A Kodak Moment

My first camera was a Kodak Brownie. As a boy in the 1940s, it was my pride and joy. I carried it everywhere and snapped everything, then waited impatiently for the old man at the photo shop to process and print the pictures.

Over the years, I graduated to other cameras. In 1952 I acquired my first 35mm single lens reflex camera, an ‘Exa’, the cheaper version of the more famous ‘Exacta’ manufactured by Ihagee Kamerawerk of Dresden Germany.

A little over a decade later, when I first came to Nepal, I carried an advanced 35mm camera with interchangeable lenses, a Yashica SLR (single lens reflex) manufactured in Nagano, Japan. I had my black-&-white photos processed by Ganesh Photo Studio at Bhimsenthan, Kathmandu. Nowadays, I favor digital and I do all the ‘processing’ necessary on my laptop computer. My Canon Powershot G-11 is good enough to take excellent photographs, small enough to carry in a coat pocket.

Those first Brownie ‘snaps’ didn’t amount to much, but the thrill of capturing an image of something, anything, on film was instilled in me, and has never left. Well..., what I mean to say (looking back) is that although celluloid film is no longer ‘in the picture’ the thrill of taking pictures and savoring the result is still there. Digital imagery now rules photography, and a huge chunk of memory on my computer.

Historians remember George Eastman, founder of the Kodak company, as the man who put easy photography in the hands of the common person. He sold the first Brownie point-and-shoot camera in 1888 with the slogan “You press the button, we do the rest.” The first Brownie cameras sold for $1 and from then on photography was a hobby available to virtually anybody. Prior to that it was a complicated professional endeavor using cumbersome glass plates.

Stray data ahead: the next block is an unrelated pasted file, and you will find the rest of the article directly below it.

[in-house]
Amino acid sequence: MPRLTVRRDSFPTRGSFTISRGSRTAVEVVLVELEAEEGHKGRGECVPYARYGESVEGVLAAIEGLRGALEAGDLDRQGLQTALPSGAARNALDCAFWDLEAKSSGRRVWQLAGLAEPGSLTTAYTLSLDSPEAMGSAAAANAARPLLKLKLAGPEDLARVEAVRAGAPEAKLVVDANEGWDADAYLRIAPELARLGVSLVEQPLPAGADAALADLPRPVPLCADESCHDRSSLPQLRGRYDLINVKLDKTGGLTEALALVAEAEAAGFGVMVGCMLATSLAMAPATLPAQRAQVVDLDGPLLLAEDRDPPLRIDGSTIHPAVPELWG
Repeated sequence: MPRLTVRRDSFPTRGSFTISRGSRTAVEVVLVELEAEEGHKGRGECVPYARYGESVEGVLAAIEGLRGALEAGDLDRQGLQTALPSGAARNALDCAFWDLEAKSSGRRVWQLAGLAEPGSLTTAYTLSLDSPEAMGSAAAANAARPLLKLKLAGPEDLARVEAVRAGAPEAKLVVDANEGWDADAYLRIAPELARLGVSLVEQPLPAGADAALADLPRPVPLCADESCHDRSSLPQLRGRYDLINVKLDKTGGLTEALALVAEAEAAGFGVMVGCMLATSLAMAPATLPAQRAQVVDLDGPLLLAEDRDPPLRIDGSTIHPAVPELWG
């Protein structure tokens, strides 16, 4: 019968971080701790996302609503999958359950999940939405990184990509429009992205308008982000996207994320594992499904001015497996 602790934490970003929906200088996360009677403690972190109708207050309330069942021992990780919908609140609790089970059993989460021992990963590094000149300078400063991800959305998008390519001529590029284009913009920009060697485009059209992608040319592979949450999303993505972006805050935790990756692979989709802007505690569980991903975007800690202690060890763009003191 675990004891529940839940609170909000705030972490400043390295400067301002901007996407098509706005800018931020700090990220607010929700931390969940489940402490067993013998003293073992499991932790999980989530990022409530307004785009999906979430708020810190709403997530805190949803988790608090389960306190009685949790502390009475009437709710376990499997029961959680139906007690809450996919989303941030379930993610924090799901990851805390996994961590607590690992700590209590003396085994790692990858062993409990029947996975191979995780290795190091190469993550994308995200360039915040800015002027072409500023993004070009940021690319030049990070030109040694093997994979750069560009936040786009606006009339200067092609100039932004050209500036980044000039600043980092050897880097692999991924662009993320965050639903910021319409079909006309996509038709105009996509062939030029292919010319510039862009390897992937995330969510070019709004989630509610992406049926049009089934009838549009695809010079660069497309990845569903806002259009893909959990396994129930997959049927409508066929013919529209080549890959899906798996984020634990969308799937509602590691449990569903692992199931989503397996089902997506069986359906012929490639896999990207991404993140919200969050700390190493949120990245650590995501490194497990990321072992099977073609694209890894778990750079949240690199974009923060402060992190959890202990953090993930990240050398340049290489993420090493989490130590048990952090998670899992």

Just as George Eastman invented film photography with the iconic big red ‘K’ on a yellow background on all boxes of Kodak film, his company also pioneered digital imagery. Unfortunately, however, the company did not follow through, and by the 1990s Kodak’s own image began to fade in the face of stiff competition from Japanese camera companies like Fuji, Canon, Sony and Nikon. In January 2012 the Eastman Kodak Company filed for bankruptcy. It may still survive, but only as a faint reflection of its once famous self. Kodak’s new image will apparently be in printer ink and inkjet printers.

What’s in a name?
Where did ‘Kodak’ come from. A 1962 article quotes George Eastman as saying that a “trademark should be short” and it should be “vigorous.” It should be “incapable of being misspelled to an extent that will destroy its identity.” And “it must mean nothing”—all good advice to advertisers and (some of it) to writers: Keep it short. Keep it simple. Make it unforgettable. (But, for writers, it must meaning something, of course.)

The letter ‘K’, Eastman once said, was his favorite “it seemed a strong, incisive sort of letter.” After trying out various combinations he came up with the short, distinctive ‘KODAK’. Since then, Kodak “has become a permanent member of advertising’s international lingo. No nook of the globe is a stranger to its use.” Until now, that is, in the Digital Age.

The quotes from George Eastman and the origins of the brand name ‘Kodak’ are from ‘The story behind Kodak Trademark’ in Kiplinger Personal Finance magazine (April 1962). For more Kodak history go to www.kodak.com. The writer is a contributing editor to ECS Nepal magazine. He can be contacted at don.editor@ gmail.com.